Pamela, of the Law Office of Simmons & Purdy in Soquel, California, tells a tale of how she became a consumer mortgage law advocate. In 1997 an elderly woman, who was a victim of a “hard money” lender, made an appointment with Pamela at her new law offices. Pamela had recently left the Santa Cruz County District Attorney’s Office, where she had prosecuted consumer fraud cases. The woman, having done her own research, came into Pamela’s office carrying a book—Truth in Lending, written by the National Consumer Law Center. Pamela took the book and the case and began her journey into the complex and heavily regulated area of mortgage lending law.
Pamela D. Simmons
In the late 1980s, while in law school, Pamela worked at the Santa Clara County firm of Caputo, Liccardo, Rossi, Sturges & McNeil, on what was, at that time, the largest securities fraud case in California, the consolidated Technical Equities Corporation litigation. The litigation involved complex financial fraud stemming from a Ponzi scheme claiming hundreds of victims and which brought in as defendants the market maker and the company’s bankers and accountancy firm. During that case Pamela had the good fortune of being trained as an expert forensic accountant. The skills she learned then have come in very handy today when auditing mortgage lenders’ obtuse payment histories.
Pamela has found the relationships and networking that resulted from her RPTE membership over the years valuable and rewarding for her law practice and personally. She was featured in the ABA book, Marketing Success: How Did She Do That?, edited by Afi S. Johnson-Parris and Dee A. Schiavelli (2015). ABA connections, through one’s active membership, may be based in one Section, such as RPTE, but develop over a wide scope of the Association’s membership.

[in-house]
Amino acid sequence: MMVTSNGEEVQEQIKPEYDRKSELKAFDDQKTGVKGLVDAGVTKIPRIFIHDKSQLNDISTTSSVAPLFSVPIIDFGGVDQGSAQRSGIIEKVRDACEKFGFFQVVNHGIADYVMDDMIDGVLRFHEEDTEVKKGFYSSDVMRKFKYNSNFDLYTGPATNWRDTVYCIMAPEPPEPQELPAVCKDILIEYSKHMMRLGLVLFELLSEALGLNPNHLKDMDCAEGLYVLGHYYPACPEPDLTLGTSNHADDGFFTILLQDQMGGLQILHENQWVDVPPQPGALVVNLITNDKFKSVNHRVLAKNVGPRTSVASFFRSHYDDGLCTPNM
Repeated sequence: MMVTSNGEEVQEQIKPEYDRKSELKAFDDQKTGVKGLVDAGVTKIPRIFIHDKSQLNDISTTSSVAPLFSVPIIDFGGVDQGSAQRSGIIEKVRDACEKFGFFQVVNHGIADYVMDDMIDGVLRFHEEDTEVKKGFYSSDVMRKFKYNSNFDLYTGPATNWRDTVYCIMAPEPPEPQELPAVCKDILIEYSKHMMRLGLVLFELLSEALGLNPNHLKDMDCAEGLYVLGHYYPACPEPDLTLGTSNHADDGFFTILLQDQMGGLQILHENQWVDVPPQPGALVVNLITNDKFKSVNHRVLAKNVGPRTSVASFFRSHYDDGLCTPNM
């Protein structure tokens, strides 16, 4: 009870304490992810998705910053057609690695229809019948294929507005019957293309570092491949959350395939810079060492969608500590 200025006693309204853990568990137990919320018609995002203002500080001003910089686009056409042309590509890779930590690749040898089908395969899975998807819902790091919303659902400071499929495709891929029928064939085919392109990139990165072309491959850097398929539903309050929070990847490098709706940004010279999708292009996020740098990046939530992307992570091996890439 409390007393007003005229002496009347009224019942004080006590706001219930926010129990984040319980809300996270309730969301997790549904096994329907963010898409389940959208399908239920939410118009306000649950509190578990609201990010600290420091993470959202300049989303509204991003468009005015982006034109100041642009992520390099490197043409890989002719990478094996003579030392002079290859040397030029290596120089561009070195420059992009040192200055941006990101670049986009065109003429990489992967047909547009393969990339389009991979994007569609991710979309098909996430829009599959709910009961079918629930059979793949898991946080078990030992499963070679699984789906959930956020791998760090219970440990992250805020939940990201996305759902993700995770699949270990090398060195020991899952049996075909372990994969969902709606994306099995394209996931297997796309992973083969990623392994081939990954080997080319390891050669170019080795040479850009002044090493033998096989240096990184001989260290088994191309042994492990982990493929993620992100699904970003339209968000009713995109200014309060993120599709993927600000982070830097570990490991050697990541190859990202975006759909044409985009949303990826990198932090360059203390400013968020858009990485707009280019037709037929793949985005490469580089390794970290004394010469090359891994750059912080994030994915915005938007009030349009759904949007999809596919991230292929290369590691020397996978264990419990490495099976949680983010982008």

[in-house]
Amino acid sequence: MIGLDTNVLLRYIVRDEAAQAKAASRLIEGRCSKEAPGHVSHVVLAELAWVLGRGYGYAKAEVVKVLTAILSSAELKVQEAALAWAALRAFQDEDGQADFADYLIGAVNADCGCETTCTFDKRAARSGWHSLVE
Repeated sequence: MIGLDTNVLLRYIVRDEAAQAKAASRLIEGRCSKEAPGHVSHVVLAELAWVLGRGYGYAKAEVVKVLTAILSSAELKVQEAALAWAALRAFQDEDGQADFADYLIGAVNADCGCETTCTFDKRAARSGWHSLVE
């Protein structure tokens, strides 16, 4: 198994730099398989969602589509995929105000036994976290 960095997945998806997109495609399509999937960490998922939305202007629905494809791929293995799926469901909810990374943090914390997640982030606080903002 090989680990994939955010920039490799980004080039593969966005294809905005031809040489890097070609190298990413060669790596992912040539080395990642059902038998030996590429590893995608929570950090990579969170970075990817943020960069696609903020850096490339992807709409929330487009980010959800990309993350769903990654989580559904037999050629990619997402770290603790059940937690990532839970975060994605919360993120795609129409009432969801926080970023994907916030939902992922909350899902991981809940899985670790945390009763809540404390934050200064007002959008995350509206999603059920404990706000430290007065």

Debra Pogrund Stark
Debra, a professor at The John Marshall Law School in Chicago, fondly recalls her first RPTE Section meeting early in her career, and in particular the friendliness of the Section members she met at that meeting and so many that followed. “Are you dirt or are you death?” she was asked at a RPTE networking event, introducing her to the casual reference to the Section’s two divisions. Over the years she has appreciated the opportunities to work with excellent transactional lawyers as she served as vice-chair and subsequently chair of the Section’s Workouts, Foreclosures and Bankruptcy Committee, as an acquisitions editor for the Section’s Publications Committee, and as vice-chair of the Section’s Law Practice Management Group’s Pro Bono Committee. Debra truly enjoys “talking law” with colleagues, presenting CLE programs, and writing articles on topics such as interest rate swaps, prepayment charges, clogs on the borrower’s equitable right of redemption, and predatory lending.
After eight years in private practice in the real estate department of Katten Muchin Rosenman LLP in Chicago, she joined the faculty of The John Marshall Law School in 1994, teaching real estate and property law and researching and writing articles on predatory lending.
In pursuit of her goal to address the problem of predatory lending, Debra has developed law reform proposals based on empirical, interdisciplinary, and multi-state research, exploring the reason so many consumers entered into overpriced and unaffordable home loans and has developed strategies to improve home loan decision making. She and her spouse, Dr. Jessica Choplin, are co-recipients of a National Science Foundation grant exploring the reasons consumers are vulnerable to fraud and unfair business practices and strategies to mitigate this vulnerability.